Dissertation/Thesis Abstract

Pets in the Workplace: The Impact of Pet-Friendly Policies on Employee Stress and the Mediating Role of Perceived Organizational Support
by Naumann, Samantha, M.A., Southern Illinois University at Edwardsville, 2015, 84; 1589076
Abstract (Summary)

This study investigated whether pet-friendly workplace policies, specifically dog-friendly policies, serve as a buffer against stress, as well as impact perceived organizational support (POS). Using a mediational questionnaire design, this study examined whether the availability of a pet-friendly policy was significantly related to employee occupational stress levels and employee POS, with POS mediating the relationship between a pet-friendly policy and stress. One-hundred eighty-eight full-time employees recruited via crowdsourced and snowball sampling methods completed an online survey, including several measures of workplace attitudes. Results supported all hypotheses, revealing that the presence of a pet-friendly policy was significantly related to lower stress, and POS fully mediated this relationship. Significant interactions were also found, indicating that this effect was stronger for dog owners than for employees without dogs. Ultimately, these findings provide support for the affordance of a pet-friendly policy in organizations, when appropriate.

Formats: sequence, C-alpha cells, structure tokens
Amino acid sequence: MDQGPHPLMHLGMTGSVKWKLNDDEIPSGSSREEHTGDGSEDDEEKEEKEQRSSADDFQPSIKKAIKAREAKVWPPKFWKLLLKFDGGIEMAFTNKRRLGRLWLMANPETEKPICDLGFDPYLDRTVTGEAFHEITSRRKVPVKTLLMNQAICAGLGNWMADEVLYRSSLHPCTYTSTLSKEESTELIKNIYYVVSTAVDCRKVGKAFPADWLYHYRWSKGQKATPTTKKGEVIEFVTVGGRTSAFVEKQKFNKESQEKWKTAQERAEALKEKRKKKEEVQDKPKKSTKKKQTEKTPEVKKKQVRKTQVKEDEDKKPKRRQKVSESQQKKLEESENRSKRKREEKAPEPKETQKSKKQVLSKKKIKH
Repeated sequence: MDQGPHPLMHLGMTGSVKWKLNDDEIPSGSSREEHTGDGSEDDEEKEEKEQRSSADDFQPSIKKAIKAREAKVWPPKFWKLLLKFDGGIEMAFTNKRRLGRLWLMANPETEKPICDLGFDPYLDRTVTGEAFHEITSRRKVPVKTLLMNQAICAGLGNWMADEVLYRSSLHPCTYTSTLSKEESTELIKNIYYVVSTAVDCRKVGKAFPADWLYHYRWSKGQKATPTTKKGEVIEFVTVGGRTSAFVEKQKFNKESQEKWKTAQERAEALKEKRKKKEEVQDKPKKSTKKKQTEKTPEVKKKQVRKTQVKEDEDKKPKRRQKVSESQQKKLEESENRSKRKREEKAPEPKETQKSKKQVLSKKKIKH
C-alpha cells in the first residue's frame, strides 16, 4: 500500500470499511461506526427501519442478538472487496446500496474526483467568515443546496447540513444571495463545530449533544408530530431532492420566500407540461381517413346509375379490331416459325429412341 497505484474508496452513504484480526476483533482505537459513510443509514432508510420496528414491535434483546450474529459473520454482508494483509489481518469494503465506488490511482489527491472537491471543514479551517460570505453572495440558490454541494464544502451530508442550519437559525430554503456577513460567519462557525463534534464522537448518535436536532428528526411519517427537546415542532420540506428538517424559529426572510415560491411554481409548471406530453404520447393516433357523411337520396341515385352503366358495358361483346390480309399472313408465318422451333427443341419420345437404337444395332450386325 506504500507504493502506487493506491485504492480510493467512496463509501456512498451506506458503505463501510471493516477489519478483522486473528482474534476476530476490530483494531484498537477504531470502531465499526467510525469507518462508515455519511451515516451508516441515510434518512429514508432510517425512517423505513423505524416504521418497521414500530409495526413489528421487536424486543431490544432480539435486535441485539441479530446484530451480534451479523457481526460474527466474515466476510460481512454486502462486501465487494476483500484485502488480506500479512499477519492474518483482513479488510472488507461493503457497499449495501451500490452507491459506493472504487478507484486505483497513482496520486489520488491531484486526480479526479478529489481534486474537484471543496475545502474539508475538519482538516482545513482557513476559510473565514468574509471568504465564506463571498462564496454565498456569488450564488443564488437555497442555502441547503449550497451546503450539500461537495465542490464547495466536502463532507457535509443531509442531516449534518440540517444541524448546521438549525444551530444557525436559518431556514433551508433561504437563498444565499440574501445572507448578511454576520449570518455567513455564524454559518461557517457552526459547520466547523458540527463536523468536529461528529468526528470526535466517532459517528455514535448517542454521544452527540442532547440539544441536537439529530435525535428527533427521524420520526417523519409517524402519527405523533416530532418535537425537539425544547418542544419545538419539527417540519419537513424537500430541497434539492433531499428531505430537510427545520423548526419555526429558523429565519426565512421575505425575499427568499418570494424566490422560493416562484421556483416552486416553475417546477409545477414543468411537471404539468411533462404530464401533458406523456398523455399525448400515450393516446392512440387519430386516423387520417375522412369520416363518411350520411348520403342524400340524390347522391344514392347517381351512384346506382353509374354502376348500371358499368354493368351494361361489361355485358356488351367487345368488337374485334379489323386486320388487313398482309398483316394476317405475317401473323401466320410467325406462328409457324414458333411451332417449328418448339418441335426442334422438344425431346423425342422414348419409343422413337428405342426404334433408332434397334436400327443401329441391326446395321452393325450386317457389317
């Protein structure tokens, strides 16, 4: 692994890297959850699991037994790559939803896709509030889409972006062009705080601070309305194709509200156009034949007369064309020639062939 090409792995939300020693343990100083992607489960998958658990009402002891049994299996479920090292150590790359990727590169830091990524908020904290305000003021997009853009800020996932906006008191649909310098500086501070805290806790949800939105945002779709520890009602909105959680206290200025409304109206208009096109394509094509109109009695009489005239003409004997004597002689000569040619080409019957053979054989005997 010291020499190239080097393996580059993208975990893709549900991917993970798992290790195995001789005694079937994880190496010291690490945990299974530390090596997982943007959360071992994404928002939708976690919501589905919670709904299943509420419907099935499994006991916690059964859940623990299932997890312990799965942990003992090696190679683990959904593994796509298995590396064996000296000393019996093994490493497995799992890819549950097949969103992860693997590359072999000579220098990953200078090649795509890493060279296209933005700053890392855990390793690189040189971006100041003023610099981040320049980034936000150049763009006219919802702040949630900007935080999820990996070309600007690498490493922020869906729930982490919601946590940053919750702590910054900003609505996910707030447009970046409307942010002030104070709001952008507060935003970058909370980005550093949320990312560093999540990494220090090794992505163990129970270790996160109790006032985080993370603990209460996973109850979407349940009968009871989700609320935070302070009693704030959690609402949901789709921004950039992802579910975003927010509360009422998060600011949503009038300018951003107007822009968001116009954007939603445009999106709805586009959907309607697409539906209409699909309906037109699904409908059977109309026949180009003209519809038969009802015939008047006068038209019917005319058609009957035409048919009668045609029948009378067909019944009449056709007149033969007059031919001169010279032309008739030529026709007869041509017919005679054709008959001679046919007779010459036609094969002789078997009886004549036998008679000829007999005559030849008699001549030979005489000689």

Indexing (document details)
Advisor: Daus, Catherine
Commitee: Bartels, Lynn, Nordstrom, Cynthia
School: Southern Illinois University at Edwardsville
Department: Psychology
School Location: United States -- Illinois
Source: MAI 54/05M(E), Masters Abstracts International
Source Type: DISSERTATION
Subjects: Occupational psychology, Organizational behavior
Keywords: Occupational stress, Perceived organizational support, Pet-friendly workplace policy
Publication Number: 1589076
ISBN: 978-1-321-75958-7
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